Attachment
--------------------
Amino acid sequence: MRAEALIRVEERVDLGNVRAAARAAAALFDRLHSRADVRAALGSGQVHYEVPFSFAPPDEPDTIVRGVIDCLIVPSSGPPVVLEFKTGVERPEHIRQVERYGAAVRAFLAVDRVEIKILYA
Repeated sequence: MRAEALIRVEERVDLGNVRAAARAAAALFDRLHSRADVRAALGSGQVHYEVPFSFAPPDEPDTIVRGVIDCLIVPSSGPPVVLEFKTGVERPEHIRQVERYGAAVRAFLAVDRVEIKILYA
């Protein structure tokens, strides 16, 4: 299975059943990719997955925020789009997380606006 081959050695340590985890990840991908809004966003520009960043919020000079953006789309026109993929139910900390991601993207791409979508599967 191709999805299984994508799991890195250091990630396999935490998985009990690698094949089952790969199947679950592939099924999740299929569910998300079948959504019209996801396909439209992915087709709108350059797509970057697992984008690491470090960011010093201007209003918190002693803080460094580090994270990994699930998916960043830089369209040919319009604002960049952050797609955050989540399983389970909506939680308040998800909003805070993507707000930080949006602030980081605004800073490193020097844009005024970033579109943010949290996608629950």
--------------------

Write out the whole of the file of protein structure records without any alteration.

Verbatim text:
Amino acid sequence: MRAEALIRVEERVDLGNVRAAARAAAALFDRLHSRADVRAALGSGQVHYEVPFSFAPPDEPDTIVRGVIDCLIVPSSGPPVVLEFKTGVERPEHIRQVERYGAAVRAFLAVDRVEIKILYA
Repeated sequence: MRAEALIRVEERVDLGNVRAAARAAAALFDRLHSRADVRAALGSGQVHYEVPFSFAPPDEPDTIVRGVIDCLIVPSSGPPVVLEFKTGVERPEHIRQVERYGAAVRAFLAVDRVEIKILYA
């Protein structure tokens, strides 16, 4: 299975059943990719997955925020789009997380606006 081959050695340590985890990840991908809004966003520009960043919020000079953006789309026109993929139910900390991601993207791409979508599967 191709999805299984994508799991890195250091990630396999935490998985009990690698094949089952790969199947679950592939099924999740299929569910998300079948959504019209996801396909439209992915087709709108350059797509970057697992984008690491470090960011010093201007209003918190002693803080460094580090994270990994699930998916960043830089369209040919319009604002960049952050797609955050989540399983389970909506939680308040998800909003805070993507707000930080949006602030980081605004800073490193020097844009005024970033579109943010949290996608629950």